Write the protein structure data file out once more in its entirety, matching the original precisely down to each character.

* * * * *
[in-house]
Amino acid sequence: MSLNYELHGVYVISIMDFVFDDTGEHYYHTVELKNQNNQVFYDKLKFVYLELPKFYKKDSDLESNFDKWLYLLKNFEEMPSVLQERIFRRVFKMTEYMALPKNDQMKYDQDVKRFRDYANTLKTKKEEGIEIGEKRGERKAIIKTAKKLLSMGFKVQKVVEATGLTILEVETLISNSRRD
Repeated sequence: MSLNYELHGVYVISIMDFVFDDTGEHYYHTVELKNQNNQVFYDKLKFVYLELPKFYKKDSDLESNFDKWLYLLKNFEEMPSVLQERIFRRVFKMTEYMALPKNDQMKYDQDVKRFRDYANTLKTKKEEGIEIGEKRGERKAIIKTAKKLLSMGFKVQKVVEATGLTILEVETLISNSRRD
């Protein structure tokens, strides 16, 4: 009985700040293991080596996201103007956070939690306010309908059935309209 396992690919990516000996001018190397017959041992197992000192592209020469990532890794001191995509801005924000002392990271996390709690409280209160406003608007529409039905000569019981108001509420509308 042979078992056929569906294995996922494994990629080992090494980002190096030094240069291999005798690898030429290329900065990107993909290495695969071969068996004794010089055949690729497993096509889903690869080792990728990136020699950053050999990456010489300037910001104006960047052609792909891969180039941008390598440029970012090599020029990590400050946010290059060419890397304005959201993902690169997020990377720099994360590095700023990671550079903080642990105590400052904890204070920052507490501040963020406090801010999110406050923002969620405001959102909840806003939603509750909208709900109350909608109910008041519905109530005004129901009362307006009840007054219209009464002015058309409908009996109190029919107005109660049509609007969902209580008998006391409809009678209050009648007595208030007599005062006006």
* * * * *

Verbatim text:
[in-house]
Amino acid sequence: MSLNYELHGVYVISIMDFVFDDTGEHYYHTVELKNQNNQVFYDKLKFVYLELPKFYKKDSDLESNFDKWLYLLKNFEEMPSVLQERIFRRVFKMTEYMALPKNDQMKYDQDVKRFRDYANTLKTKKEEGIEIGEKRGERKAIIKTAKKLLSMGFKVQKVVEATGLTILEVETLISNSRRD
Repeated sequence: MSLNYELHGVYVISIMDFVFDDTGEHYYHTVELKNQNNQVFYDKLKFVYLELPKFYKKDSDLESNFDKWLYLLKNFEEMPSVLQERIFRRVFKMTEYMALPKNDQMKYDQDVKRFRDYANTLKTKKEEGIEIGEKRGERKAIIKTAKKLLSMGFKVQKVVEATGLTILEVETLISNSRRD
């Protein structure tokens, strides 16, 4: 009985700040293991080596996201103007956070939690306010309908059935309209 396992690919990516000996001018190397017959041992197992000192592209020469990532890794001191995509801005924000002392990271996390709690409280209160406003608007529409039905000569019981108001509420509308 042979078992056929569906294995996922494994990629080992090494980002190096030094240069291999005798690898030429290329900065990107993909290495695969071969068996004794010089055949690729497993096509889903690869080792990728990136020699950053050999990456010489300037910001104006960047052609792909891969180039941008390598440029970012090599020029990590400050946010290059060419890397304005959201993902690169997020990377720099994360590095700023990671550079903080642990105590400052904890204070920052507490501040963020406090801010999110406050923002969620405001959102909840806003939603509750909208709900109350909608109910008041519905109530005004129901009362307006009840007054219209009464002015058309409908009996109190029919107005109660049509609007969902209580008998006391409809009678209050009648007595208030007599005062006006």